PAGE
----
The business end

The season that has craved an outright favourite for so long is reaching its end, and it is an increasingly pointy one.

The match-ups for the first week of finals. Source: AFL

For most of 2012 we have been treated to a five horse race. A pair of non-Victorian sides gathering far less media exposure than deserved, an extremely top-heavy West Australian team, the most recent powerhouse and a club picking itself up off the canvas after a four year premiership hangover.

At times each contender has taken it upon itself to wear the unwanted tag thrown around by journalists, television presenters, your overly opinionated cab driver and that well-dressed man in a suit, whose mum seems to know her share about horses.

For a week or two, some fantasised about the chances of Carlton and Essendon. In a media world of predictions, tips and ‘you heard it here firsts’, football needs perspective. This year’s overdue pinch of salt came in the form of the Blues and Bombers. But they too will be better for the run. Unsustained early season form is short term disappointment but 8 wins from the first 9 cannot be ignored.

Adelaide has earned a home final, an advantage for some teams which is far more valuable than to others. Hawthorn’s solitary prize of a home final is subsequently diminished as a result of its opponent, Collingwood.  The Football Club mantra of ‘we’ll play anyone, anywhere’ means you won’t hear Al Clarkson, or ‘once upon a time’ his more outspoken President, saying this publicly. Fremantle however, may be regretting their ‘gun-ho’ attitude to the hapless Melbourne late on Saturday.

The Crows will host Sydney, one they will expect to win. Adelaide’s softer run into the finals, facing just one top-8 side in the final 5 rounds, compares favourably to a Sydney side low on confidence after recent losses to Hawthorn, Collingwood and potential second week opponents, Geelong. Although all but gifted 6 wins against the Suns, Giants and Power in an extremely favourable draw, the Crows should go deep into September.

Sydney flex their muscle against those below them and compete well with those around their mark. A fortress in the SCG has propelled them upward this year, but with home finals at the more expansive ANZ on the program, a straight sets exit is on the cards. One expects a contest from the Swans and they will not disappoint. An MCG record envied only by the Giants and Suns suggests an emerging brigade of inside midfielders may yet need another year.

Collingwood are a presence every side will be keen to keep on the other side of the draw. Half of the top 8 will be disappointed. Hawthorn will not take their qualifying final against the Pies lightly, memories of a final quarter fade-out will linger throughout. The inevitability of Travis Cloke finding form was realised on Saturday night, and from here until Mad Monday he will only get better. The Hawks will not fear the Pies, they will welcome them, but Collingwood has far less to lose from this position.

Hawthorn is now the team to beat. A tag most teams will look to shirk publicly, one they didn’t deserve to hold in their most recent premiership year. They proved after the mid-year bye they could pulverise the bad teams. They then showed they could pulverise the good, sending Collingwood, Carlton and Essendon into mid-year dilemma.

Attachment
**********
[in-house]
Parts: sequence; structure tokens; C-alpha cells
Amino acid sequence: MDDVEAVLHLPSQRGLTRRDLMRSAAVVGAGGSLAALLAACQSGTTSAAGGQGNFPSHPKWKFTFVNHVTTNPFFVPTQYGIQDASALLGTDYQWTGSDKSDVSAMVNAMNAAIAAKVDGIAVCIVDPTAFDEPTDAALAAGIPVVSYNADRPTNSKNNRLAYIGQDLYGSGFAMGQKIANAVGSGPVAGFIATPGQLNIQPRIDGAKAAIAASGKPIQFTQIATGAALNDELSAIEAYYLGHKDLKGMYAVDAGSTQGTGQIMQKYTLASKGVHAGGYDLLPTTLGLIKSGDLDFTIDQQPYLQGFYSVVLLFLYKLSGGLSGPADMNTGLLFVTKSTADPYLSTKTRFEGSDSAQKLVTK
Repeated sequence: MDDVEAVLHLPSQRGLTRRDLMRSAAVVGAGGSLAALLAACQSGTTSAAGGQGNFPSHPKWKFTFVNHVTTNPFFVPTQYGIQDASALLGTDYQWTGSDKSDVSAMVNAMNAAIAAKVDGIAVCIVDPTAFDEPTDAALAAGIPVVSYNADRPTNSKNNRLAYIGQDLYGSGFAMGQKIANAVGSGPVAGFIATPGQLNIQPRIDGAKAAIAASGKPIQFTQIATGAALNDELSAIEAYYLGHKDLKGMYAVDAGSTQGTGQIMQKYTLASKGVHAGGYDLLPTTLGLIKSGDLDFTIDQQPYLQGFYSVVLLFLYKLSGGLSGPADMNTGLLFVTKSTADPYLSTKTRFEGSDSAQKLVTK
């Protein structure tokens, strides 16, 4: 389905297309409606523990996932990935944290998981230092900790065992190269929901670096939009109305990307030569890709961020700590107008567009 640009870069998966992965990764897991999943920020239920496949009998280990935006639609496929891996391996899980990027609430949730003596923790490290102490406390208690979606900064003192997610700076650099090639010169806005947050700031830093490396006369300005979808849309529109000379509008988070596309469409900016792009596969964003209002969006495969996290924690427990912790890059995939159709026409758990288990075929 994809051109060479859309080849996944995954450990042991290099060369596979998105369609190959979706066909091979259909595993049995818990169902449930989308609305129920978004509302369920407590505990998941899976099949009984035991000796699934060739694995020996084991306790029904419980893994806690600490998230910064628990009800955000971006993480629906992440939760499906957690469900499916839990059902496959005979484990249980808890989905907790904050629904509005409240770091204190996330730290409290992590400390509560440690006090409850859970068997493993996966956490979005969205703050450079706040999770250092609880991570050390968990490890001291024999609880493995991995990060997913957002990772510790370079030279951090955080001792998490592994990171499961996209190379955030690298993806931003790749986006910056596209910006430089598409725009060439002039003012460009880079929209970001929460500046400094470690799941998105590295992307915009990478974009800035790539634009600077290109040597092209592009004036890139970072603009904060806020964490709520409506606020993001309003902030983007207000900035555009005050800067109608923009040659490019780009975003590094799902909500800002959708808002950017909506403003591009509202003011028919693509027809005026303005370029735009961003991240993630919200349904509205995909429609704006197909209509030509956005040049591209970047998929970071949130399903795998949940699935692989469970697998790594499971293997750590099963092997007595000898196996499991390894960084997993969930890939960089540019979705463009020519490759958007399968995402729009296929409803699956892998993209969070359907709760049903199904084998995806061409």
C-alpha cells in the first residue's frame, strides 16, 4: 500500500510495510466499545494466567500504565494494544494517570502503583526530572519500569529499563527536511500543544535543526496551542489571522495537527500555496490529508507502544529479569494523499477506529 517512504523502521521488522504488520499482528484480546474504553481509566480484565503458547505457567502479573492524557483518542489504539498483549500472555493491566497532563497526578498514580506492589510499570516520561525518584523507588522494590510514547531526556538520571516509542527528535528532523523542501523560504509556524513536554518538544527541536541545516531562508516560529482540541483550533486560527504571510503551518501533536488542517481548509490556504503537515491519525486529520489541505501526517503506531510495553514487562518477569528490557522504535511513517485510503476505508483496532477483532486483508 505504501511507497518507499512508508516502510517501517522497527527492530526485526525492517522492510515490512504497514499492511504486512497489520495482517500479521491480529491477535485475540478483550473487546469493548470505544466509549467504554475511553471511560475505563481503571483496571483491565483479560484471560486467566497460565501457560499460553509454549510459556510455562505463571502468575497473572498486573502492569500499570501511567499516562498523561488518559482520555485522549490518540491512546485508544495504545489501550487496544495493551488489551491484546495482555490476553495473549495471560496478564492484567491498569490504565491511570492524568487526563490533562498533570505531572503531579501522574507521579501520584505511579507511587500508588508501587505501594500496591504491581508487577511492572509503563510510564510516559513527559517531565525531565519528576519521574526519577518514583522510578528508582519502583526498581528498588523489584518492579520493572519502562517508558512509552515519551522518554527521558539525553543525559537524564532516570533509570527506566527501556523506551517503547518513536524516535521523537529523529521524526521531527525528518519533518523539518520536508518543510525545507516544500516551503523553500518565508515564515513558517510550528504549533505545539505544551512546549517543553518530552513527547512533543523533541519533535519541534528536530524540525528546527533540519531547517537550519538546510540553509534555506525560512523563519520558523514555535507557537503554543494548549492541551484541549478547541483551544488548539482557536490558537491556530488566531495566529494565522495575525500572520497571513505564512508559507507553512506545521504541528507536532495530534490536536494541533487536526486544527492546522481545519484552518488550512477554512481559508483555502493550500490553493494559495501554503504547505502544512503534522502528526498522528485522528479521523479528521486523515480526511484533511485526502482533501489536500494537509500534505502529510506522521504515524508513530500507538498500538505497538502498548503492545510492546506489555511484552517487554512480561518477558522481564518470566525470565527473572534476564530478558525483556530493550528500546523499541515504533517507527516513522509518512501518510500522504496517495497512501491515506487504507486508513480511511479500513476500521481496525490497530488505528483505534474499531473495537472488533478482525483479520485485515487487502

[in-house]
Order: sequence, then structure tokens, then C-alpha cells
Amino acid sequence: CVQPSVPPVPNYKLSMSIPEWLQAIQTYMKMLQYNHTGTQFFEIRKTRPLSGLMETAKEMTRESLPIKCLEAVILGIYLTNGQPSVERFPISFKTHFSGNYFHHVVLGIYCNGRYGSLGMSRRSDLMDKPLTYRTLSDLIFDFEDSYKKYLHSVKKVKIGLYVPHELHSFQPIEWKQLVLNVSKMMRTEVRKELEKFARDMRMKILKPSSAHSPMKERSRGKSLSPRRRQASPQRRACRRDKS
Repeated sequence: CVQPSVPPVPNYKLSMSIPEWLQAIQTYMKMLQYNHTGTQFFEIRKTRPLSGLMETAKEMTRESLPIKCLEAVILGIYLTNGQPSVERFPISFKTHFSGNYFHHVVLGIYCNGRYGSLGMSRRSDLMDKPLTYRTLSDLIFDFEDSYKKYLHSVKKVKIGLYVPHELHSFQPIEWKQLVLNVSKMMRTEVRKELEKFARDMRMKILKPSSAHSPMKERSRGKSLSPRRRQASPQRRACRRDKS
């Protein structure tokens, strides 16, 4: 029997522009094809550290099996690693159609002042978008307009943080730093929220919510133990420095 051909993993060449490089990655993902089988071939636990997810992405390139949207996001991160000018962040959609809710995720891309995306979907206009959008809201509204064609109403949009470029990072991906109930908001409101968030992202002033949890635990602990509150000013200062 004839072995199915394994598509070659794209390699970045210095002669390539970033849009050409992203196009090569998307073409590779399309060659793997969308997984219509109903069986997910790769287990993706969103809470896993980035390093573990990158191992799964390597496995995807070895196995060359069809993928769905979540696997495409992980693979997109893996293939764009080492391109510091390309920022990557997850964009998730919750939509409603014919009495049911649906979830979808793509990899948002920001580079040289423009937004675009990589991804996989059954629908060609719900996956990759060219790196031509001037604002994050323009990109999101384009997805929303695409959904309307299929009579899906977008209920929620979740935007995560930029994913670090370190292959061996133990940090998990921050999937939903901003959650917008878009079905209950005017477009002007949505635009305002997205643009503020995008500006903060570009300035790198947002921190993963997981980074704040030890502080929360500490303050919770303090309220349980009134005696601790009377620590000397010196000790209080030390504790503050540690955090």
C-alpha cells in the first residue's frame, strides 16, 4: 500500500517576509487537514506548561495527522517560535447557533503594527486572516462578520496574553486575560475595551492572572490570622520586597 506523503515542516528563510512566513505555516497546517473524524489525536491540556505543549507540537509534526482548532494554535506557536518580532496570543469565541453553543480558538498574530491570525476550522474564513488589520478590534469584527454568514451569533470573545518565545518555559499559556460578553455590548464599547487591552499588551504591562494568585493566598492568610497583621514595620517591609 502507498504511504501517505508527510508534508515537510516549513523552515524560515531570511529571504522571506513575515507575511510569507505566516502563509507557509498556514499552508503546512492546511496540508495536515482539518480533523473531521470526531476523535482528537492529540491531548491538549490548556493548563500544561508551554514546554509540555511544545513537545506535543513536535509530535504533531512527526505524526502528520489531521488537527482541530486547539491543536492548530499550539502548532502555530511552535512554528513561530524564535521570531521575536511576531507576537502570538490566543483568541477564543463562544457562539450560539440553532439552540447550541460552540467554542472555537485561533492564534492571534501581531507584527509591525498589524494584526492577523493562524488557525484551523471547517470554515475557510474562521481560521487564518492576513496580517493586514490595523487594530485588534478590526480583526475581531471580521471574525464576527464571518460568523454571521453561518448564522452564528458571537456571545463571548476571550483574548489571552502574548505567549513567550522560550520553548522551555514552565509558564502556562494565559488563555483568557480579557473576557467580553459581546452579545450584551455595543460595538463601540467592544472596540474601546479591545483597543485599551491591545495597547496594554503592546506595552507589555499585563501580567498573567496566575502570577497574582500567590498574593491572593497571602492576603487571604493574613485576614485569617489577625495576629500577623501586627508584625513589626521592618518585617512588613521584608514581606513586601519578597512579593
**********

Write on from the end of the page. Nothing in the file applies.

As Greg Baum wrote in The Age on Saturday, they have put the ‘foot’ back in ‘football’, with sublime foot skills and a hoard of raking left footers. Bizarrely, ‘raking’ is solely a left footed attribute.

In 2008 they were the best team in September, not all year. Coach Clarkson will certainly be wary of the likelihood another team could spring such a surprise on themselves. The Hawks may very well be beaten this September and it will come from an extraordinary application of tackling pressure and team defence. The Hawks will expect to be at their best.

And then there is Geelong. When premierships are awarded on Grand Final Day, talk is of potential dynasties. When Geelong wins premierships, talk is of the end of theirs. It happened in 2009. It happened after a preliminary final drubbing to Collingwood in 2010.  It happened after another loss, this time of Gary Ablett Jr. It happened again after last year’s triumph, one driven by a rejuvenated team and a rookie coach. But Geelong’s core group of champions refuse to succumb. Half of their side is exuberant and hungry, the other half knows how to win better than most.

The biggest trick up the Cats well-stocked sleeve is the now infamous ‘Kennet Curse’. As Hawthorn fans across the country will attest, Paul Chapman and his fellow Cats have very long memories. They should be feared. Up until now 2012 has not been about winning a premiership for Geelong. It has been about getting to the most important part of the season in the best possible shape. Six wins from a gruelling last seven says it all.

To win a premiership a side must scale the ladder and be the best for 4 weeks. Experience is something that cannot be bought by premiership points. Hawthorn and Collingwood have done it before, but Geelong has done it more than the rest. The race for the flag remains wide open.


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